Detente - Decline 3.5/5
1. In God we trust
3. Kill rush
4. Degradation machine
8. This is not freedom
I am amazed that this marks my first CD review written in 2010. I have undergone serious soul reflection toward my writing style. With the tragic death of Dio, and mind-blowing mettle-physical finale of "Lost", I feel I am ready to begin again, and sally forth!
'Decline' is the highly anticipated sophomore release from Detente. With the unexpected demise of femme fatale Dawn Crosby almost 14 years ago, after her brilliant work with Fear of God, one would never had expected this band to ever reform.
They released their 'History 1' demo compilation in 2008, and asked Hellion's vocalist Ann Boleyn (Ann Hull) to assume vocal duties. Ann was too pre-occupied with finishing her Law Degree, and re-establishing her label - New Renaissance Records. My guess is she did this so she could sue anyone who dared to bootleg her originally signed 80s artists. She bowed out in last November, after having played some festivals like HOA, and Tiina Teal assumed the screaming banshee role.
Tina may not resemble Dawn in visage with her flaming red locks and tattoos, looking more like Candace Kucsulain from Walls of Jericho; but, she makes up for it with her genocidal singing capabilities. This cataleptic front-woman wickedly walks in the shadow of the late speed queen.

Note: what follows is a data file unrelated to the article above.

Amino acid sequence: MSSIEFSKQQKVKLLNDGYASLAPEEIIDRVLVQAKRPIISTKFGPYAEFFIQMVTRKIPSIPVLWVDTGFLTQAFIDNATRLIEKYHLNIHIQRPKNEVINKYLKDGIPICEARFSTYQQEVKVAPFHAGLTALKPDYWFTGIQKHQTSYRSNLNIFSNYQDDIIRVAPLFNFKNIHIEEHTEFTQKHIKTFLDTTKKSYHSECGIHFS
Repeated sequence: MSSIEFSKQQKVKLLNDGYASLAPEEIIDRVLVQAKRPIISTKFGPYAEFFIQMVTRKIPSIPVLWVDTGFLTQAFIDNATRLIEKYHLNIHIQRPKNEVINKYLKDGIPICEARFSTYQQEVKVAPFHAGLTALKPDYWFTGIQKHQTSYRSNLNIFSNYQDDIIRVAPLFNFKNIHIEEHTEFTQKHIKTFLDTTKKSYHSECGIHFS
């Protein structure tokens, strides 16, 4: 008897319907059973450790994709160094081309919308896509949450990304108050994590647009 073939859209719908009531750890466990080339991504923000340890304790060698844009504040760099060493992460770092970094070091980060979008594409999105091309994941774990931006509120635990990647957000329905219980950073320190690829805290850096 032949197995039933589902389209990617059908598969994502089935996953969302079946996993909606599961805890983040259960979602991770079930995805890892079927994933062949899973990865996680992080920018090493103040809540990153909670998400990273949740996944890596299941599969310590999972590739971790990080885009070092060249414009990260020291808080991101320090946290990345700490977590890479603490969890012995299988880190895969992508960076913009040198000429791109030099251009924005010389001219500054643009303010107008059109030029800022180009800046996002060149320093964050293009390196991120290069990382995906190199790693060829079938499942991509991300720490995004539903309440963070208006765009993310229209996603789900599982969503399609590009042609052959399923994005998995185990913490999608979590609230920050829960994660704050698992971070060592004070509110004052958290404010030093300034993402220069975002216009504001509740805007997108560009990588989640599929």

I am a strong supporter of the 2 Catalepsy demos when Veronica Ross replaced Dawn, and the band went in a more Sacred Reich meets Nuclear Assault direction. Thankfully, guitarist Caleb Quinn and bassist Steve Hochheiser bring the spirit of both Catalepsy and Metal Blade era Detente back to the fold with a modern thrust. All illusions will be shattered as to if this resembles any new femme-metal thrash act like the god-awful Light This City, or aforementioned Walls of Jericho.
Nevada's own Slaughter bassist Dana Strum produced their debut 'Recognize no authority'. I am amazed that he turned down an offer to play with Ozzy back in the day, instead choosing to focus and remain in Vinnie Vincent's Invasion. Either way, 'Recognize' is such an 80s-era classic when, then, in the mettle milieu, the only female fronted acts were either punk-oriented like Acid, Holy Moses, Wendy o' Williams or truly traditional like Hellion, Sentinel Beast or Warlock.
Fans of these types of bands will enjoy Detente with their thrash, punk, crust, and sometimes melodic edge. I had endeavoured to make this review rather laconic, as the only downside to the new Detente CD is its length of only 35 minutes. "Predator" has that "Vultures in the sky" swift wind sting, and occasionally reminds me of the punishing chorus from same named song on the masterful new Anihilated CD 'Scorched earth policy'.
"Genocide" feels like the instrumental "Catalepsy" has been given a new life, and it also sounds like an homage to the underrated Japanese thrash act of the same name. The hollow whisper which initiates the "Degradation machine" head spins into a pulsating and pounding chorus; while "Decline" epitomizes all that this CD represents musically and lyrically. "This is not freedom" has an almost inaudible vocal scowl, but Tiina's timber is intentional in its suggestion of vehemence and strangulated truth.
Overall, there are no winners like "Russian roulette" or "Holy wars" from the debut, but the songs sear with a blood rushed recognition of a world run by weak willed losers; where life is eternal pain. The closing number "Ashes" begins with a soft acoustic, and then erupts into a blast of insanity; thereby implicating that stillness and peace is interrupted by chaos and dissonance, which eventually leads to decline. "Welcome to the land of rape and money!"
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